Mammoth Book of New Csi - Nigel Cawthorne (Paperback)

Forensic science in over thirty real-life crime scene investigations

Out of Stock
Price
261
No reviews yet.

Description

A bumper collection of 30 of the most shocking recent cases that have been solved by or investigated with forensic science.

Product Details

Barcode
9781780330020
Department
Books
Released
20 Dec 2004
Supply Source
UK

Book

Author
Nigel Cawthorne
Subtitle
Forensic Science in Over Thirty Real-life Crime Scene Investigations
Binding
Paperback
Publisher
Constable and Robinson
Series
Mammoth Books
Language
English
Number of Pages
464
Dimensions
199 x 137 x 30mm (344g)

Summary

Detailed accounts of over 30 contemporary cases, or older cases reopened as a result of advances in forensic science.

Crime scene investigations draw on a wide range of cutting-edge technology including genetic fingerprinting, blood splatter analysis, laser ablation, toxicology and ballistics analysis.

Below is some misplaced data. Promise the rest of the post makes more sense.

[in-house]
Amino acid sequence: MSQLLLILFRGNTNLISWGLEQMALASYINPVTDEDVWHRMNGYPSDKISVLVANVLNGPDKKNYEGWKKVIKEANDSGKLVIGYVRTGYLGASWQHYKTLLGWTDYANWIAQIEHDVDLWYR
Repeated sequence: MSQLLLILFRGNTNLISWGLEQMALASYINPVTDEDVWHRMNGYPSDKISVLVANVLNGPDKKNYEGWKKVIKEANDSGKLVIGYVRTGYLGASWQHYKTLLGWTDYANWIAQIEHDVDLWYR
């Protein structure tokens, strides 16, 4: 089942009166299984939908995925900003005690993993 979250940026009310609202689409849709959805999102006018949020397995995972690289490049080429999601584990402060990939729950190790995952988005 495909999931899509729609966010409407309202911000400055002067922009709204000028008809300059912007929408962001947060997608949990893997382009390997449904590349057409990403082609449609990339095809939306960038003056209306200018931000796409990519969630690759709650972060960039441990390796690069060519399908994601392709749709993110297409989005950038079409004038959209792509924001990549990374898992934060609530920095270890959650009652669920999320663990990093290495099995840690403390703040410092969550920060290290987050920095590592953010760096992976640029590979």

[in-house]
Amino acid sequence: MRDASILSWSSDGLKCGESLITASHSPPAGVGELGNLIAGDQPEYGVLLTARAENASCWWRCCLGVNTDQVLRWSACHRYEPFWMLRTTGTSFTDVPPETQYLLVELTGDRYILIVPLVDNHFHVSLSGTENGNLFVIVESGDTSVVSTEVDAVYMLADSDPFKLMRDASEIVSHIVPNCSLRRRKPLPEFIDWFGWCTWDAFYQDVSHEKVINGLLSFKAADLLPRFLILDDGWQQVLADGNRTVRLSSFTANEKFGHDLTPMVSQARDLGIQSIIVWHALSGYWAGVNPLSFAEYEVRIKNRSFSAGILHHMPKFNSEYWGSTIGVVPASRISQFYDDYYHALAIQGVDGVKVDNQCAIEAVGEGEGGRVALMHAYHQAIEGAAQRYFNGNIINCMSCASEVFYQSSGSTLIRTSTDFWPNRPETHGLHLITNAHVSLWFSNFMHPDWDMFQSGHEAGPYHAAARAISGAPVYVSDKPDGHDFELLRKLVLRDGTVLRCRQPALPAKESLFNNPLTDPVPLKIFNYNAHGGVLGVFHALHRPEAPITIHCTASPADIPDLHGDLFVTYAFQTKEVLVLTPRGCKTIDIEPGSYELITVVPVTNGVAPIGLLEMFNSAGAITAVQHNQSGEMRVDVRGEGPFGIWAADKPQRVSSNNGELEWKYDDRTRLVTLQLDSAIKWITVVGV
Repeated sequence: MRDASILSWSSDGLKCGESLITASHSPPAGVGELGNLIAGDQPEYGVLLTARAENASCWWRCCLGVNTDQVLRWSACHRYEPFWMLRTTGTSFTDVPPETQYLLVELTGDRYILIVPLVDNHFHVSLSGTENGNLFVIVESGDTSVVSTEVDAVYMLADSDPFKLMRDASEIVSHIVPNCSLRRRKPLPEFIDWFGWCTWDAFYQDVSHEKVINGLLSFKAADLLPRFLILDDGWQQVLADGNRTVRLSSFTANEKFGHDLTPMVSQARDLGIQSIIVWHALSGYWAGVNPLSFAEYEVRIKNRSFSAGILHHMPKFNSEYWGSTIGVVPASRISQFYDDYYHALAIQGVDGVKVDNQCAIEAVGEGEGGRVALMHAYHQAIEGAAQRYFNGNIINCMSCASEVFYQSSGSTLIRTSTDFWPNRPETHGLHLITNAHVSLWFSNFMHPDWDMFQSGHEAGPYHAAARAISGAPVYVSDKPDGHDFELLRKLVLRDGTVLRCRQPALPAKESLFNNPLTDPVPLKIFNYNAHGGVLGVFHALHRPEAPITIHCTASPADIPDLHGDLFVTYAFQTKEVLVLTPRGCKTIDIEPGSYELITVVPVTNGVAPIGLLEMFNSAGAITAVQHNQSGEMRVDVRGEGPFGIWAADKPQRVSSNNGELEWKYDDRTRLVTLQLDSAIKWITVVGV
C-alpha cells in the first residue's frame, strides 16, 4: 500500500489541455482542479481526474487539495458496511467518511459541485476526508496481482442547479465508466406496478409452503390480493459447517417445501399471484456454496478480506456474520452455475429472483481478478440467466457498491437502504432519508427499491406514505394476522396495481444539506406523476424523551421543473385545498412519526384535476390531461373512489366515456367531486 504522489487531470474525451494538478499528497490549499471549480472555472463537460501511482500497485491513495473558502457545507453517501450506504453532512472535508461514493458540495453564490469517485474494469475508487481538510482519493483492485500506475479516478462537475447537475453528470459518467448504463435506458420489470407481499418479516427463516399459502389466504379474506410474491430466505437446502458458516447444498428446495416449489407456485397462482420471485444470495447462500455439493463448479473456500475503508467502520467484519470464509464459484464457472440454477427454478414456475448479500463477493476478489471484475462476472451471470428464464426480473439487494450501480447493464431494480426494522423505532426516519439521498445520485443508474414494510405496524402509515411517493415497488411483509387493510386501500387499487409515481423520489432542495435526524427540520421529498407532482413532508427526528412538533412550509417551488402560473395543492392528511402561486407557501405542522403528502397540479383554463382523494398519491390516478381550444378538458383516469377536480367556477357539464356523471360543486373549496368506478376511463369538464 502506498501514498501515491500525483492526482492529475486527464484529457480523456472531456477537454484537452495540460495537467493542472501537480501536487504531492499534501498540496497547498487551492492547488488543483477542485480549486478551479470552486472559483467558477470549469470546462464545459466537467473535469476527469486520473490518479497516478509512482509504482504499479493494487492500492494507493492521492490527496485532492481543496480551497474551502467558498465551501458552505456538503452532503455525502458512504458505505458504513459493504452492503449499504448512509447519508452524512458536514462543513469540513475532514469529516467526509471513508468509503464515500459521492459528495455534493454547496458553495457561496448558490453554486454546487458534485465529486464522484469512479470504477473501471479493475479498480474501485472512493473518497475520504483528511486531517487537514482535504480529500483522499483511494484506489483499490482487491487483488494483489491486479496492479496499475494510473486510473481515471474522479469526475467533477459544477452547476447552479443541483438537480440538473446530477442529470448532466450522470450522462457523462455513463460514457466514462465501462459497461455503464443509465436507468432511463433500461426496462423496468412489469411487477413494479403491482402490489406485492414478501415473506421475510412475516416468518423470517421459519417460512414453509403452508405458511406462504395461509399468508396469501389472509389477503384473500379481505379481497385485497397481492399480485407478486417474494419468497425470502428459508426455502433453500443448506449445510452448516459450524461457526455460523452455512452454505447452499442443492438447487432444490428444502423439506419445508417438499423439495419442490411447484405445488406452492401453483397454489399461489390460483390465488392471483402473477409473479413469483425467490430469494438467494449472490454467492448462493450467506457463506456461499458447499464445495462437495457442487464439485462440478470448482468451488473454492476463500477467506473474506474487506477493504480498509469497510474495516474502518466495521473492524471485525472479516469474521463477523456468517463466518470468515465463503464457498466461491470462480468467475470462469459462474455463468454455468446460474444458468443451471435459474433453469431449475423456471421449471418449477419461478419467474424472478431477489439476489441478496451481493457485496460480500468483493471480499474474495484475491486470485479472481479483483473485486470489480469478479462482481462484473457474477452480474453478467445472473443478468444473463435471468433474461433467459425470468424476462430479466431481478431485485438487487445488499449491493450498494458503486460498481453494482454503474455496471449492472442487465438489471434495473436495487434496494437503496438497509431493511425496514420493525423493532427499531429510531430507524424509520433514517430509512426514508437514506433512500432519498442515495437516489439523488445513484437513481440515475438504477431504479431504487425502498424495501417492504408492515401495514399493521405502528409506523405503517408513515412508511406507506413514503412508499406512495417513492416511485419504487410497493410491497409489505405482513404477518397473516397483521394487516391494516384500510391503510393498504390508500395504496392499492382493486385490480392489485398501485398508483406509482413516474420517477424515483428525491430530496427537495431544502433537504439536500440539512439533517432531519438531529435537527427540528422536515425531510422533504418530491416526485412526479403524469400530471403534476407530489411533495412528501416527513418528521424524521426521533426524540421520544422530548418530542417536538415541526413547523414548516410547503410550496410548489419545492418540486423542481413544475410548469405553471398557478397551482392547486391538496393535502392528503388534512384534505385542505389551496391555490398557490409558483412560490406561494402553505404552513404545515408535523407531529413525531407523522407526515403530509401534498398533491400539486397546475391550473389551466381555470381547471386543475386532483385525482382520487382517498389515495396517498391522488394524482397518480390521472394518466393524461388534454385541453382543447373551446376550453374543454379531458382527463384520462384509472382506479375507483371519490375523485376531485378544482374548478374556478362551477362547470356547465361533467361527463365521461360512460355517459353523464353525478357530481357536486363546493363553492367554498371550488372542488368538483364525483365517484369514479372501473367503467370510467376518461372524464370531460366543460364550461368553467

Cases covered here include: the abduction of Madeleine McCann; the vindication of Colin Stagg, convicted of having murdered Rachel Nickell; Hadden Clark who killed and ate a six-year-old child in Maryland; Robert Pickton, the Vancouver farmer who fed his female victims to his pigs; the murder of Meredith Kercher in Perugia (was Amanda Knox guilty?); Lindsay Hawker's gruesome death in Japan; Josef Fritzl and the cellar in which he imprisoned and raped his daughter.

Non-Fiction

General Subject
True Crime
BISAC Subject 1
True Crime / General
BISAC Subject 2
Law / Criminal Procedure
BISAC Subject 3
Social Science / Criminology
BISAC Subject 4
Biography & Autobiography / Criminals & Outlaws
BIC Classification 1
True crime
BIC Classification 2
Forensic science
Library Subject 1
Crime scenes
Dewey Classification
363.25
Readership
General (US: Trade)

Author Bio

Nigel Cawthorne is the author of Military Commanders, and Vietnam - A War Lost and Won. His writing has appeared in over a hundred and fifty newspapers, magazines and partworks - from the Sun to the Financial Times, and from Flatbush Life to The New York Tribune. He lives in London.